We asked Robert to share a few favorite memories from his years at the High Line. Follow us after the jump for photos and reflections in Robert's own words.

To hear more of Robert's memories, join us on Thursday, December 5, for a special farewell talk.

Erika Harvey
EnlargeWest Side Improvement Project

In celebration of our new 18-month High Line Calendar, we’re exploring each month’s featured image to bring you more of the behind-the-scenes details.

In 1934, the initial stage of the West Side Improvement Project was completed: a shining new elevated viaduct was unveiled, connecting New York Central Railroad’s freight line with Manhattan’s West Side. This great engineering achievement eliminated 105 street-level railroad crossings and allowed manufacturing and food processing buildings flanking the railway to connect directly with its train cars to load and unload freight.

At the southern terminus of the High Line was a new St. John’s Park Freight Terminal at Spring Street. This massive new building allowed for 150 standing train cars, a leap ahead to support increasing manufacturing demands on the neighborhood’s businesses.

This month’s photo, at right, appeared in a 1934 promotional brochure detailing the West Side Improvement Project. Looking north along the new – and to-date unused – tracks of the High Line, anticipation was building for the debut of the new elevated railways. New York Central Railroad wrote about the project in their brochure:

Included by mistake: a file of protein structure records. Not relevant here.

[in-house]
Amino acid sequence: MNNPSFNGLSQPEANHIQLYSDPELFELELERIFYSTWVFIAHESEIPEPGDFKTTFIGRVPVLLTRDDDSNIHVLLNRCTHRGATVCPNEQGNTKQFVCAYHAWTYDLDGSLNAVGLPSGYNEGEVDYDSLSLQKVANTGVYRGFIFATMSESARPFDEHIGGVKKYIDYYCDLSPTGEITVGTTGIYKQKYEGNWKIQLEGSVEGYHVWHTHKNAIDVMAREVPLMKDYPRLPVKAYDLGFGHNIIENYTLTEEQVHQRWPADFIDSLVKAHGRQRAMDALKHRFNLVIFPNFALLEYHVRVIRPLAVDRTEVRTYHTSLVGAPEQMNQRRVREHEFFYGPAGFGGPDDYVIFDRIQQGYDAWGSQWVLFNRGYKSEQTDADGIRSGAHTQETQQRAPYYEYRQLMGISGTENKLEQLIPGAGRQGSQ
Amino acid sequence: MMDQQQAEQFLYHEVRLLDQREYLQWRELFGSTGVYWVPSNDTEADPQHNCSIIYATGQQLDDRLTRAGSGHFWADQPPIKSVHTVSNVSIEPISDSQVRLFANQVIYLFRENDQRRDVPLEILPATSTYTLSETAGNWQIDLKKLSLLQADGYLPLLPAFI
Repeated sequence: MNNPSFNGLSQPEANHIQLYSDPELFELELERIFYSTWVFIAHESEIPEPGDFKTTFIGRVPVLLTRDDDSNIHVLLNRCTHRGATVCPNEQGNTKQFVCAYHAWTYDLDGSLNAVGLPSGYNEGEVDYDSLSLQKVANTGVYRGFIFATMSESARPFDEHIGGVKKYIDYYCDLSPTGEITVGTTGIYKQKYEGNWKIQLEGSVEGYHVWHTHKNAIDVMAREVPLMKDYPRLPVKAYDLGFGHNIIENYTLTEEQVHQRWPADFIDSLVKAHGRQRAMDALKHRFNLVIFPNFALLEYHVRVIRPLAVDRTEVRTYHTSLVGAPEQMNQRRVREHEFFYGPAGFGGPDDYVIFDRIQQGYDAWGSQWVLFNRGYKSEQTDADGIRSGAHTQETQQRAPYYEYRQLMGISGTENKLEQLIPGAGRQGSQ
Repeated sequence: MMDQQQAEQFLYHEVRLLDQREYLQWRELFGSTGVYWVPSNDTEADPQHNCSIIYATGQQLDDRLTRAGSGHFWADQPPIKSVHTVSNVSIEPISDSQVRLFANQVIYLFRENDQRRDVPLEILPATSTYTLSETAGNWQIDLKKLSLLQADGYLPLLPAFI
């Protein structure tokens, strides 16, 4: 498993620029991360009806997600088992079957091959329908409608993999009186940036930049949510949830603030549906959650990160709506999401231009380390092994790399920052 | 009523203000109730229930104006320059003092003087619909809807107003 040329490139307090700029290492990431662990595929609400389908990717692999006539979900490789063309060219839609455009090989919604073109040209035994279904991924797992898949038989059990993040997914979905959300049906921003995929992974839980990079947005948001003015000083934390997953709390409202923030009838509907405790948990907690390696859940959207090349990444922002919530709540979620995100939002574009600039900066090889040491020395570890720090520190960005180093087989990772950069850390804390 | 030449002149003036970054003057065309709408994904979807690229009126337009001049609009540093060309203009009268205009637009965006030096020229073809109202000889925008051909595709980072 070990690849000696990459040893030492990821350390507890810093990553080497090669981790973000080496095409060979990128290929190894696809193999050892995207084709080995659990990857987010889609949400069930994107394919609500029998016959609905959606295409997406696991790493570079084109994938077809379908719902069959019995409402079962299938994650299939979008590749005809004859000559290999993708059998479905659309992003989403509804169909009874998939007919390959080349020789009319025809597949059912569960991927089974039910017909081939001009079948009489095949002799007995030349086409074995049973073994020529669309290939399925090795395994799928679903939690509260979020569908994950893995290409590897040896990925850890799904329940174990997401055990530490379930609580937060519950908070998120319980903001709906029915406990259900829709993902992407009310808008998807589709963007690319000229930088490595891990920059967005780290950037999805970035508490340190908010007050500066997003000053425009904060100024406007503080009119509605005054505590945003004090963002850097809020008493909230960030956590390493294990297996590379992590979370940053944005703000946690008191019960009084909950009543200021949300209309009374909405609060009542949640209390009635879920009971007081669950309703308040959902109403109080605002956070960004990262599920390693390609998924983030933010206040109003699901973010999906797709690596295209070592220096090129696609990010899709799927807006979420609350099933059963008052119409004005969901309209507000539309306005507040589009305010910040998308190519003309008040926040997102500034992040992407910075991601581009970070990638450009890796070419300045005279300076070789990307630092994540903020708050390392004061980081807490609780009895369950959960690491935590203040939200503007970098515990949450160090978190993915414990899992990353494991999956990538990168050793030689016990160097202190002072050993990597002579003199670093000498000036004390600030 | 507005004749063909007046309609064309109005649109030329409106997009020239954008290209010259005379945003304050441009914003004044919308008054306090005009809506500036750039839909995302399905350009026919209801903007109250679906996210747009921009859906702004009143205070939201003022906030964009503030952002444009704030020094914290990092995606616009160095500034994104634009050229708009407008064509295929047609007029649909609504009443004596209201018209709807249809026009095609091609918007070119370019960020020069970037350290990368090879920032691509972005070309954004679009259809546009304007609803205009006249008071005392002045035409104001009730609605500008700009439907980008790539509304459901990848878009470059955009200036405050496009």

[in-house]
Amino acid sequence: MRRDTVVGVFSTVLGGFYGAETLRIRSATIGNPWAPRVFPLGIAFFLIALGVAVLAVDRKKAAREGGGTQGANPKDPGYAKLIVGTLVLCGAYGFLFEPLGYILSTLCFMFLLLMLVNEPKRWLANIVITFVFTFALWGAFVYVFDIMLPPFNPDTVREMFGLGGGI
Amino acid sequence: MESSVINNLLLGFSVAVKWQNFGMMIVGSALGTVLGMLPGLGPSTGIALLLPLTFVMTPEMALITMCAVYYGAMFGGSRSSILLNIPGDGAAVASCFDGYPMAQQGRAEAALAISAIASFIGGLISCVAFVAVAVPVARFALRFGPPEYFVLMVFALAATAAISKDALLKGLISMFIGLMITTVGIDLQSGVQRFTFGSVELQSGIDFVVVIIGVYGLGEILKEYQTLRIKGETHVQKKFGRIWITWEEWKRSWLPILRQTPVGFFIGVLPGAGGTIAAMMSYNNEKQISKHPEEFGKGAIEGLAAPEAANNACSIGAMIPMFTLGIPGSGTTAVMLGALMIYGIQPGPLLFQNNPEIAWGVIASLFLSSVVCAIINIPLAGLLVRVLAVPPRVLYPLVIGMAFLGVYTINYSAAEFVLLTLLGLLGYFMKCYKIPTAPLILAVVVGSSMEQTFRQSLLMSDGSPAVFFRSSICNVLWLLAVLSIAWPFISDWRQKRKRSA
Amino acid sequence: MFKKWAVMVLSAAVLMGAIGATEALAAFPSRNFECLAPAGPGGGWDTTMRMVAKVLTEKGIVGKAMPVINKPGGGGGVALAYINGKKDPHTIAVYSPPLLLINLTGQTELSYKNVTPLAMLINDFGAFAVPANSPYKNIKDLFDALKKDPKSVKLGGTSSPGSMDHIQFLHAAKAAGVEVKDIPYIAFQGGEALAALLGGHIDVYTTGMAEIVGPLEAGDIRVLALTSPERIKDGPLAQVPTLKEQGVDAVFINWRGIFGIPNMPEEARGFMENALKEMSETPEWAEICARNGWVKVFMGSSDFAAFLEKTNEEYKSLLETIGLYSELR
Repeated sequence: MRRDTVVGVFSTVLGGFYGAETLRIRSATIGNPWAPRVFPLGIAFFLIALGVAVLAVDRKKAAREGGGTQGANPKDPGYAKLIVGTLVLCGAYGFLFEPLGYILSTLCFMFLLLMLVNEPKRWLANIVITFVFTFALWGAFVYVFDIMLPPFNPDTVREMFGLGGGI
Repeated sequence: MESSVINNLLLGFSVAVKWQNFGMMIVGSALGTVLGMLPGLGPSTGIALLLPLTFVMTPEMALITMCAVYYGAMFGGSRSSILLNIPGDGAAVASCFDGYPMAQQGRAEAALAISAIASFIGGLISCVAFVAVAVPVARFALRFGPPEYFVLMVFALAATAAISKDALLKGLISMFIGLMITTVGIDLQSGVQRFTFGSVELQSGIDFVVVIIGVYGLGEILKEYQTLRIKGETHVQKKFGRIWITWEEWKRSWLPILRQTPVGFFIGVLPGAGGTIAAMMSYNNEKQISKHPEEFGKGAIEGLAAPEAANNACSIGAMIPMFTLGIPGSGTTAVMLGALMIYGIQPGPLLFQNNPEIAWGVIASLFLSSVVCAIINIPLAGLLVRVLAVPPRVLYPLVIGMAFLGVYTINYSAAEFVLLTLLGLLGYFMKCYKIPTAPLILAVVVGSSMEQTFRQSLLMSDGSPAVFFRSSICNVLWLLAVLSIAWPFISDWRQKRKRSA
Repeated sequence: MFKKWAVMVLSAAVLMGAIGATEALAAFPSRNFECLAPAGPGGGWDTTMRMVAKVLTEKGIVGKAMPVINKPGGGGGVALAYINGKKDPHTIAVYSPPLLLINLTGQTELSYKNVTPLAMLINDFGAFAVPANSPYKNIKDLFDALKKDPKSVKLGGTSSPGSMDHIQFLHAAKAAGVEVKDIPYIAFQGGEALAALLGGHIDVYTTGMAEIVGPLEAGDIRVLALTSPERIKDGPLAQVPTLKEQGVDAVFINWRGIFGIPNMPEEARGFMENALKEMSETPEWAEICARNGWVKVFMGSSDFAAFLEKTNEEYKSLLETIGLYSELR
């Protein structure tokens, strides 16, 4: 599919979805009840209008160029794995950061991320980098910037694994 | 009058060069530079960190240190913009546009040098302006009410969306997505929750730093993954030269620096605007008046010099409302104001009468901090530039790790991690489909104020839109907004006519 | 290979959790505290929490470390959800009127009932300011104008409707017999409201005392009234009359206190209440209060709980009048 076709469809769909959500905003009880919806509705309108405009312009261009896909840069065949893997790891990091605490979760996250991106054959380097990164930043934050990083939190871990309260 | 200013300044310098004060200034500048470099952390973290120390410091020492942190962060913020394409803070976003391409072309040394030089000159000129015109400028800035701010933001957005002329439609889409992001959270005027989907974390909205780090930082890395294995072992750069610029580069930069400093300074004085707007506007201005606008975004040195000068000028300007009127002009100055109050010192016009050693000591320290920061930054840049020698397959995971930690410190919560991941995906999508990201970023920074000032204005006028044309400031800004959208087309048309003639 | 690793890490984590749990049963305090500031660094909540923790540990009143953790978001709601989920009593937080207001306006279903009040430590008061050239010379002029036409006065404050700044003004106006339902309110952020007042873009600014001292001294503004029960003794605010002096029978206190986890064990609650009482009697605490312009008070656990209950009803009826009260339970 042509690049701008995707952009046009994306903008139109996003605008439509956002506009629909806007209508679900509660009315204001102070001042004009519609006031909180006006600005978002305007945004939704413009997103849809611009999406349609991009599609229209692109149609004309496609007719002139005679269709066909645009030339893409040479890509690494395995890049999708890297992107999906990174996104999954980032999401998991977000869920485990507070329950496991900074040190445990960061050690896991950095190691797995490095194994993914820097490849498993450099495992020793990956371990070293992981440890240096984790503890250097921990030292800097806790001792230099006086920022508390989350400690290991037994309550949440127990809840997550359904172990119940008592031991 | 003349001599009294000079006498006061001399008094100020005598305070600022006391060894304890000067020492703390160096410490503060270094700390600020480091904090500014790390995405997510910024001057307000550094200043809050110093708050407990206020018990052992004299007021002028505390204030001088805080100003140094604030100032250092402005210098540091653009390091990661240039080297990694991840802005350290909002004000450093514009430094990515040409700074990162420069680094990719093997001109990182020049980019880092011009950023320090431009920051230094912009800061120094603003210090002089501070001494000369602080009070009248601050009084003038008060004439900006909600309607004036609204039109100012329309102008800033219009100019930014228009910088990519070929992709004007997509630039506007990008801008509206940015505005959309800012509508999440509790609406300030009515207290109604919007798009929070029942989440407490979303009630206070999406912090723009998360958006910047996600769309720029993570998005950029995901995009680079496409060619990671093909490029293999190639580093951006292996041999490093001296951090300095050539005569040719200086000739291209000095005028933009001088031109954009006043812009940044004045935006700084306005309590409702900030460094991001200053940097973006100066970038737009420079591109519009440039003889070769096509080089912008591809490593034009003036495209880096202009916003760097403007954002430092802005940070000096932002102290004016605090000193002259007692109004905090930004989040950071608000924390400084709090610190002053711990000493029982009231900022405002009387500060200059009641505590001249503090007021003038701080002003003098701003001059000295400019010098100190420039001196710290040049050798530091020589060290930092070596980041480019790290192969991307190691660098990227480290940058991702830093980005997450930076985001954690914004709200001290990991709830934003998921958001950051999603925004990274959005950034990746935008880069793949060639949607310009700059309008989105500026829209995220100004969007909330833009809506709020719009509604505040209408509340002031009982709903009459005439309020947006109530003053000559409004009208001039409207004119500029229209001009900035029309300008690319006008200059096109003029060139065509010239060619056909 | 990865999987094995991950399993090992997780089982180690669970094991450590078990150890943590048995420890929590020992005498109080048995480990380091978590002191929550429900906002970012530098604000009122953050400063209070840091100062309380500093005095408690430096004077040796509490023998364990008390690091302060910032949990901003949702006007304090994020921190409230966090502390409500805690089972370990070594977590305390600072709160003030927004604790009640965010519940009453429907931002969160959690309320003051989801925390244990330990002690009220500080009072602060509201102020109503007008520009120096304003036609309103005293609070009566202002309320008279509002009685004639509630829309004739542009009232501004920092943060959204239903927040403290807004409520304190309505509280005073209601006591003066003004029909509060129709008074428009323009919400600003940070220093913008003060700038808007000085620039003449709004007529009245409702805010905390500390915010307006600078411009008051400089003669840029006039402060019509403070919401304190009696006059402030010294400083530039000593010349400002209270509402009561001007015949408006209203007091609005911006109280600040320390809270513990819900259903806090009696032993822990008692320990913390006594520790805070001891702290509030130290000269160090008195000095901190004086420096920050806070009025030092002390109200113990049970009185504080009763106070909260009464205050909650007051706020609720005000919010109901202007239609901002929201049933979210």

Clay Grable
Photo by Andrew FraszLooking north into the Chelsea Market Passage, the former site of the Nabisco building, at dawn. Photo by Andrew Frasz

First-time High Line visitors may wonder: Does this park run into that building? Does this park go through that building? The High Line does, in fact, run through a handful of buildings. For those who expected their walk to be an exclusively outdoor affair, this impromptu inside view can prove surprising. But what really makes this arrangement so arresting is not the invasion of these buildings’ interiors, but rather those buildings’ accommodation of the High Line.

The truth is that most of these buildings were constructed alongside the High Line specifically to integrate with it. This design allowed the freight trains that ran goods along the High Line to stop in on the second level of these buildings for easy loading and unloading. Originally, many buildings welcomed the High Line inside their loading docks high above the street. Today, the High Line runs through only two buildings that were originally built to host trains: the Cudahy Packing Company building and the National Biscuit Company (Nabisco) building.